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Conceptual models of groundwater flow in the Grand Canyon region, Arizona

April 18, 2022

The conceptual models of groundwater flow outlined herein synthesize what is known and hypothesized about the groundwater-flow systems that discharge to the Grand Canyon of Arizona. These models interpret the hydrogeologic characteristics and hydrologic dynamics of the physical systems into a framework for understanding key aspects of the physical systems as they relate to groundwater flow and contaminant transport. This report describes five individual groundwater-flow systems draining to the Grand Canyon: Kaibab, Uinkaret-Kanab, Marble-Shinumo, Cataract, and Blue Spring. These systems are present in the saturated parts of the lower Paleozoic carbonate section exposed on the walls of the Grand Canyon; specifically, the Mississippian Redwall Limestone down through the Cambrian Muav Limestone of Tonto Group. Together, the systems described in this report compose the regional groundwater-flow system. Local to subregional flow systems in the sedimentary units of the overlying Permian section could provide transport pathways from the land surface to the regional flow system. Despite the potential importance of the local systems, the focus of this report is on the systems present in the lower Paleozoic section because all major springs in the Grand Canyon discharge from those units.

The most important hydrogeologic characteristics include system boundaries imposed by major tectonic structures, and the degree to which karstification influences the magnitude and direction of flow in each system. Important hydrologic dynamics include locations and rates of potential groundwater recharge, vertical pathways to the regional aquifer, and the locations, magnitude, geochemical signature, and hydrostratigraphic setting of groundwater discharge from springs. Unknown properties or conditions that represent the greatest uncertainties in our current understanding of the regional groundwater-flow system are identified for additional consideration.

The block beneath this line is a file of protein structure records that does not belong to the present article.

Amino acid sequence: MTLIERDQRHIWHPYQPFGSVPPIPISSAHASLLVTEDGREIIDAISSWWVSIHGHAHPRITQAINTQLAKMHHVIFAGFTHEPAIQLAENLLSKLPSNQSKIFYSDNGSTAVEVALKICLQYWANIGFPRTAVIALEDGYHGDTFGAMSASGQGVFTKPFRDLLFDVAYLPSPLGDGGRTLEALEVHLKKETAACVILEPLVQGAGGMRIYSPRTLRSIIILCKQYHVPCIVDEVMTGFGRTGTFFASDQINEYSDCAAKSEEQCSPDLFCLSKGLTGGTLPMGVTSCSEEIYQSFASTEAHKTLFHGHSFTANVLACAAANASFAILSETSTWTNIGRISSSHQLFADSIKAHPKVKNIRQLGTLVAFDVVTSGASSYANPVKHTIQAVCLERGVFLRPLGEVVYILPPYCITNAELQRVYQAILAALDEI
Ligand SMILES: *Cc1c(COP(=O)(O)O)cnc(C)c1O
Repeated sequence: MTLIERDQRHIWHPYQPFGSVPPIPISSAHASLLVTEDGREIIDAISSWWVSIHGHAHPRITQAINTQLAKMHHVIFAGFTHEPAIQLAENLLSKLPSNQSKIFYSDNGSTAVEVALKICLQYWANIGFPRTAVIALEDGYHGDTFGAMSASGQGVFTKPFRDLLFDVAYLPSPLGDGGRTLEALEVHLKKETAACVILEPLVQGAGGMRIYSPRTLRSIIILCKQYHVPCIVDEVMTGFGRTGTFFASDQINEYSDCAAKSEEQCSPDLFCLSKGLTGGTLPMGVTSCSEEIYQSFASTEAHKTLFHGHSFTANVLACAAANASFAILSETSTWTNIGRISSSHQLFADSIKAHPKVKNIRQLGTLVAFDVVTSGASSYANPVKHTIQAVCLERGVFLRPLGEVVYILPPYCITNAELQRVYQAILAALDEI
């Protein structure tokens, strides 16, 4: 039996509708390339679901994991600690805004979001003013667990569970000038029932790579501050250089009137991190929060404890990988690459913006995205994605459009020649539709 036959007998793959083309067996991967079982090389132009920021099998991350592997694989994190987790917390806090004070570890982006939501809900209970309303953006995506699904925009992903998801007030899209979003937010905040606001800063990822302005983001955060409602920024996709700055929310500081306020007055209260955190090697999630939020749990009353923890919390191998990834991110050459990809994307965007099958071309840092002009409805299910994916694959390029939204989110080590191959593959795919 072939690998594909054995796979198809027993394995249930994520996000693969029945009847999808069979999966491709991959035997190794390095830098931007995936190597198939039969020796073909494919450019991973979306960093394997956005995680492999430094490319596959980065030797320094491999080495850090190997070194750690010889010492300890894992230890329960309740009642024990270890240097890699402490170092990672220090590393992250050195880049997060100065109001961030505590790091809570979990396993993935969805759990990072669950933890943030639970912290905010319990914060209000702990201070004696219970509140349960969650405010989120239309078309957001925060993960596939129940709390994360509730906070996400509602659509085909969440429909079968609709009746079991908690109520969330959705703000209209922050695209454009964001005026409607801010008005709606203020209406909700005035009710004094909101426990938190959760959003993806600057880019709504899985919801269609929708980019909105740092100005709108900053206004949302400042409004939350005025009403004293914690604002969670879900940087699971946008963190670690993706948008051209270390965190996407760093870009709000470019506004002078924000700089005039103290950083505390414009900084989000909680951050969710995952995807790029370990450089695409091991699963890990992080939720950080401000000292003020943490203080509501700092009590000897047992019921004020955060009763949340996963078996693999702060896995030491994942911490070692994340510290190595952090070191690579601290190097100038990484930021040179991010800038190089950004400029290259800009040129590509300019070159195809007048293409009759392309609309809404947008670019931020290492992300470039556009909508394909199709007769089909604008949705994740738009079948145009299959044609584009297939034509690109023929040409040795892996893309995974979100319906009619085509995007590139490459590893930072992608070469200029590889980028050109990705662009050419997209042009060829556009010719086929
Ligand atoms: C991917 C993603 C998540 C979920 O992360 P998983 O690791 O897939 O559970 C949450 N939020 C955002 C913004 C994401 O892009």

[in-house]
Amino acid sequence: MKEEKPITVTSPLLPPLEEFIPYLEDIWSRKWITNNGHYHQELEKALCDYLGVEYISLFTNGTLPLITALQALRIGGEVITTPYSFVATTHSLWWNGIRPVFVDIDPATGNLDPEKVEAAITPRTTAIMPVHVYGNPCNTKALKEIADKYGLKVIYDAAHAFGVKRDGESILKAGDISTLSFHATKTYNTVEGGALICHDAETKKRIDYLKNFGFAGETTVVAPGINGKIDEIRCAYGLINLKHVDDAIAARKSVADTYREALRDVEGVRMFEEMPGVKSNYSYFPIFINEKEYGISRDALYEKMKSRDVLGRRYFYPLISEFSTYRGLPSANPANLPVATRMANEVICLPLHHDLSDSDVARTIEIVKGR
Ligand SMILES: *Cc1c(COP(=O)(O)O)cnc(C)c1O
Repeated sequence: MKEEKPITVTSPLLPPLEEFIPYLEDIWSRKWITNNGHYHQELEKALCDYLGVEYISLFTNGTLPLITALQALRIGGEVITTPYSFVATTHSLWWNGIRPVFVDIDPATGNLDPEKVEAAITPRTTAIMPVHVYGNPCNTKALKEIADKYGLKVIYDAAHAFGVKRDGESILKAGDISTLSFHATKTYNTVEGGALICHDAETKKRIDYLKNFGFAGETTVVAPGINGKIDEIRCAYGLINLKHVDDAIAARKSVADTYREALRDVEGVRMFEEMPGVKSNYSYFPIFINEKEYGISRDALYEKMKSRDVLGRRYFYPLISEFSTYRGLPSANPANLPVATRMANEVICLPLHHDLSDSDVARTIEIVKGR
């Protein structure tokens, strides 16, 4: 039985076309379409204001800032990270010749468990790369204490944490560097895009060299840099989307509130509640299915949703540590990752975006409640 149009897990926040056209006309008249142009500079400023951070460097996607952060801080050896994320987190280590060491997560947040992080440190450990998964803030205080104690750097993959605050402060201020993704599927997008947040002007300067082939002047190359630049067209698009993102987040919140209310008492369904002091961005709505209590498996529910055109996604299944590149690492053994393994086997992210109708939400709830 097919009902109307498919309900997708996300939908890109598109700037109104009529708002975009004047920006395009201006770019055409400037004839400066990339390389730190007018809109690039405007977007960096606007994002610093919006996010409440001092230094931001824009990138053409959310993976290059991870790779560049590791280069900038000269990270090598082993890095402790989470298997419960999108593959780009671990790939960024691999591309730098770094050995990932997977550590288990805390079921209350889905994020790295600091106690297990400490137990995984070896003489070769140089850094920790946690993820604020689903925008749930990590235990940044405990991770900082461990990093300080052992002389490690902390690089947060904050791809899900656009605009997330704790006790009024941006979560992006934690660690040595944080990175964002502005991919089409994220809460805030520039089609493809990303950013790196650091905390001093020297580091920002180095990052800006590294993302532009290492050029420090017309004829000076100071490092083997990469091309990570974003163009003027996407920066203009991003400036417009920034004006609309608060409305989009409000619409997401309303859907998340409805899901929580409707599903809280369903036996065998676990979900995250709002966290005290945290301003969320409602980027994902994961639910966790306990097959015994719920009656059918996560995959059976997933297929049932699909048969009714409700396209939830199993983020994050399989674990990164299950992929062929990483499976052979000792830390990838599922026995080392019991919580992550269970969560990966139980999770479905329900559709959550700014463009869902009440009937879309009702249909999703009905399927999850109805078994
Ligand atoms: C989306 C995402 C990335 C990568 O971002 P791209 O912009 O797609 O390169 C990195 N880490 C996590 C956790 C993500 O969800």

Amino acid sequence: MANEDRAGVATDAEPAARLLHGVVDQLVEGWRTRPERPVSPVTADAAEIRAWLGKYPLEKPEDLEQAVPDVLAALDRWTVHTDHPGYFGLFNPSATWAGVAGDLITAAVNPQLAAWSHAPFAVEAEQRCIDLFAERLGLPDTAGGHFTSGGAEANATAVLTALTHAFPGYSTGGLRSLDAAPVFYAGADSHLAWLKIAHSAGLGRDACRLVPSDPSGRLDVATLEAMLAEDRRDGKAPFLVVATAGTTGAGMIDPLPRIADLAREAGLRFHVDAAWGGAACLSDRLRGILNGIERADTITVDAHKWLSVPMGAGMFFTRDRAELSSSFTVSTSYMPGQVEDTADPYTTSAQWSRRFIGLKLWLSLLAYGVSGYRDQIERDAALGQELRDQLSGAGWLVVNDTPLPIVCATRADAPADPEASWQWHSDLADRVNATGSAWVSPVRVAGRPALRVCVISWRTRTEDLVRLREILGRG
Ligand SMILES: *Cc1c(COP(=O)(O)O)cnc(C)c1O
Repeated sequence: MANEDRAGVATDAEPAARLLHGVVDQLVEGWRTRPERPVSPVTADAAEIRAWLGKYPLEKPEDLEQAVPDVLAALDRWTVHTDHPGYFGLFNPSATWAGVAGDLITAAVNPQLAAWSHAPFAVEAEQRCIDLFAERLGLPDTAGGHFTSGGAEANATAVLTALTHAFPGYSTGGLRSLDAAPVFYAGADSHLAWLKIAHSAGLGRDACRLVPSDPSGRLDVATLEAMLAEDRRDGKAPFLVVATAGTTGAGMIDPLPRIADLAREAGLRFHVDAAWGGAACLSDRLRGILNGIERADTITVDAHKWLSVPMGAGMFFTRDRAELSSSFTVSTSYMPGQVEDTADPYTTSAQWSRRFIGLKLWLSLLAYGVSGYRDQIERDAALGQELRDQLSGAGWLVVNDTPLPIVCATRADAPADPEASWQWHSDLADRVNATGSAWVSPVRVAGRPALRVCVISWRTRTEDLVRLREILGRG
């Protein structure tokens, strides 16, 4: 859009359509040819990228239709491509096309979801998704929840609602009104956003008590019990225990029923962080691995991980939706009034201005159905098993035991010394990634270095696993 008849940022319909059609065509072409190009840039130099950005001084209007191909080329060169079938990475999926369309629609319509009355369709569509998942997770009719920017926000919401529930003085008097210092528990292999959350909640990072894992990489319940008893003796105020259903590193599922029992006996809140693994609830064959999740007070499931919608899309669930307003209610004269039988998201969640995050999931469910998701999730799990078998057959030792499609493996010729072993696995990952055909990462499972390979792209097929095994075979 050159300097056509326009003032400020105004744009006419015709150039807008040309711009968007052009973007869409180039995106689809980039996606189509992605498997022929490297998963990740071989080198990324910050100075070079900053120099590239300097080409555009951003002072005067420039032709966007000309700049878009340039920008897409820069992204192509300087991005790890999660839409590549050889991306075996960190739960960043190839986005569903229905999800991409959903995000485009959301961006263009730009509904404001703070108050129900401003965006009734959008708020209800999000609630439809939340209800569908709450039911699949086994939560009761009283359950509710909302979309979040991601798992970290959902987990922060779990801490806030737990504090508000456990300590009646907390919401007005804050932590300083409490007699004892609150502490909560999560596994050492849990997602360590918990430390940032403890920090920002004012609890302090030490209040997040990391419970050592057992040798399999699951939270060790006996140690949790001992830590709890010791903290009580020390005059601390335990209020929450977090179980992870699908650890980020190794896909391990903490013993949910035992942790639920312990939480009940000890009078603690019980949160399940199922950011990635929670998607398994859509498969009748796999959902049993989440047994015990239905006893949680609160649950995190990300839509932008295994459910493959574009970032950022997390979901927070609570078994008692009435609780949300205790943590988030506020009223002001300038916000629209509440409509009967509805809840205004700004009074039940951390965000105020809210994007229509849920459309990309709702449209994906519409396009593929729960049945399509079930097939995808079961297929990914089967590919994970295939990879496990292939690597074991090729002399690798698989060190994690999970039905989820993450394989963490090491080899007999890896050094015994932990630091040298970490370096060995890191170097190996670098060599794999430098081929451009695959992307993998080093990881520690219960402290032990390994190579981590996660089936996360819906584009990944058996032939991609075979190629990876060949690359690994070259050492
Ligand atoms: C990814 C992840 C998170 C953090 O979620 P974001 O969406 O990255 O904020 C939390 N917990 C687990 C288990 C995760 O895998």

Groundwater data are sparse owing to geographic remoteness and extreme depth to water throughout much of the study area. This paucity of information was diminished with the development of a structural contour map of the top and bottom surfaces of the regional aquifer, and a Soil-Water-Balance model that produces spatial distributions of rates of potential recharge. Investigation of the five groundwater-flow systems reveals important, though mostly qualitative, characteristics controlling the rates and directions of groundwater flow. Karstification has produced dissolution-enhanced conduit flow pathways to various degrees in each of the systems. Parts of each system exhibit relative structural uplift or downdropping of the hydrostratigraphic units of the regional aquifer, with some uplifted sections dipping inward toward the Grand Canyon and others dipping outward. The Kaibab groundwater system is archetypical of an uplifted, inward-dipping karst system, whereas the Blue Spring groundwater system and most of the Cataract groundwater system are representative instances of a downdropped or basin karst system. The Uinkaret-Kanab groundwater-flow system is structurally similar to the basin karst systems but karstification has not progressed to nearly the same degree. The Marble-Shinumo groundwater system does not fall cleanly into either category and its boundaries are the most uncertain of all the groundwater systems.

Publication Year 2022
Title Conceptual models of groundwater flow in the Grand Canyon region, Arizona
DOI 10.3133/sir20225037
Authors Jacob E. Knight, Peter W. Huntoon
Publication Type Report
Publication Subtype USGS Numbered Series
Series Title Scientific Investigations Report
Series Number 2022-5037
Index ID sir20225037
Record Source USGS Publications Warehouse
USGS Organization Arizona Water Science Center